ROLES | Videographer, editor, co-director/writer


The project I have been focusing on at SFU Career and Volunteer Services is the  creation of an inspirational video. Intended for the CVS website, and for use during classroom visits and events around campus, the purpose is to broaden students’ perspectives about career education and inform them of the services that our department provides.


Stage 1

In order to prepare for the video creation, I had to do a needs assessment. I created a spreadsheet using excel and gathered, reviewed and documented all of the videos that existed either on CVS channels or in the CVS shared drive. I used criteria to curate and rate them, such as “educational, entertaining, and relevant” categories. From there, I brainstormed the potential videos (content, style) that CVS could benefit from, in order to meet their objectives, which were: they want to have a contemporary video that adds “heart” to their otherwise fairly corporate, standard website outlining services, they want to represent their philosophies, and they want to let students know who they are. Since they already have a video that is still very popular – but is getting somewhat outdated – this video could compliment it and potentially replace it, in a shorter, more modern and more versatile format. My research findings determined the direction for the video script, and footage that would support the story.

Stage 2

Before writing the script, I researched videos that matched my vision for this video: clips included sport related commercials, music videos, educational videos, etc. After closely evaluating them, I started writing the script and the things I thought that would be necessary for this video. For example, I wanted to include myths related to career and school such as “you don’t belong in the academic world” or “you are defined by your degree”, which a majority of students possibly have thought of at one point in their academic years. I created a questionnaire about this and shared it amongst our staff, to collect the myths they hold, which along with a popular tool used in the CVS office called “challenge cards” informed the structure and the narrative that I wanted to create (samples):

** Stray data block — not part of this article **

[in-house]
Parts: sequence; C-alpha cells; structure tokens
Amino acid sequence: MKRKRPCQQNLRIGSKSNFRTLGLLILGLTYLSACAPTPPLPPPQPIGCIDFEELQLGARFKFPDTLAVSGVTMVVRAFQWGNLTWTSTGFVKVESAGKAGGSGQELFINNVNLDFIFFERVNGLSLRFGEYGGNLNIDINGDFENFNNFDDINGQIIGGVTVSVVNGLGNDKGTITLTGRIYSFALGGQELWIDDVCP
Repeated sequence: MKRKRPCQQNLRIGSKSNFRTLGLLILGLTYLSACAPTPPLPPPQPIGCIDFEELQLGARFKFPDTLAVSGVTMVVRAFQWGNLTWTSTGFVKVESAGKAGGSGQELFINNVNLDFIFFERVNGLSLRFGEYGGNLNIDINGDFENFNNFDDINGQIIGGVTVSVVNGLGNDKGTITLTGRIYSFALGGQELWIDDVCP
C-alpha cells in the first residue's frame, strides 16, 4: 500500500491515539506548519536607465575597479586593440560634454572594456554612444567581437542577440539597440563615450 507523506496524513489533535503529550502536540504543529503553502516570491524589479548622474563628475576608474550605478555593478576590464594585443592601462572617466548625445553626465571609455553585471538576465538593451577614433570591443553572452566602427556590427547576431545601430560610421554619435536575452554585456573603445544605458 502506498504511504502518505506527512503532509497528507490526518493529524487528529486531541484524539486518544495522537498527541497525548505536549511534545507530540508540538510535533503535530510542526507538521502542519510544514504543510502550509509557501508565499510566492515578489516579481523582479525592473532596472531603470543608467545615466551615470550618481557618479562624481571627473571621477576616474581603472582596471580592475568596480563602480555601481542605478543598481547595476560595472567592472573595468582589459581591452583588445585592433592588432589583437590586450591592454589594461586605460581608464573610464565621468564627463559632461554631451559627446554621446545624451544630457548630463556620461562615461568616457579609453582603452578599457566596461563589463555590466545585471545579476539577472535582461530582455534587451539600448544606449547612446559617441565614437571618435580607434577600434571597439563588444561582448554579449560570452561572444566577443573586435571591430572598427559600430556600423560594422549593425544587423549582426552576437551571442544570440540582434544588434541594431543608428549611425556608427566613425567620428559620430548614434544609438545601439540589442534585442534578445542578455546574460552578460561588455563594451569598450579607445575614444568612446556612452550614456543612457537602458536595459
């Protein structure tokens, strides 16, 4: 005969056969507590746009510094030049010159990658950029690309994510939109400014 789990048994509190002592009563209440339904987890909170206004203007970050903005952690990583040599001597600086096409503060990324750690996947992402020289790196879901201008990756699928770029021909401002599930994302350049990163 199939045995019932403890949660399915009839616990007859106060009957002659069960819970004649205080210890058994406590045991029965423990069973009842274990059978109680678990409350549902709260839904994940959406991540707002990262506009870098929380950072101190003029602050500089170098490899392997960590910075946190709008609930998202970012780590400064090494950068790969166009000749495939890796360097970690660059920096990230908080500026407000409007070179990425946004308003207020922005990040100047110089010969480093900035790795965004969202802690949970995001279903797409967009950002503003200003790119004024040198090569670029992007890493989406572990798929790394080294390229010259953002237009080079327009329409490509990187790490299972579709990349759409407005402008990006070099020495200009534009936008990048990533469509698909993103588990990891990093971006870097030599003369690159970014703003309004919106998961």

original script

final script

Stage 3

The writing and visioning process led into gathering and assembling the footage. I sketched a rough storyboard to communicate my vision to the team, which included seeing students in action, working on something that they are passionate about, on and off campus. My supervisor connected with Jason Margolis, at SFU’s Creative Studios to ask about pre-existing footage in line with what we were looking for, and he provided us with a lot of what we were looking for, from their library and archives. From there, I created a list of all the footage that I wanted from the clips he had sent me, and I was able to start editing and cutting the parts I wanted in Premiere Pro to create a rough cut.

I created the following table to organize the footage that I wanted to capture.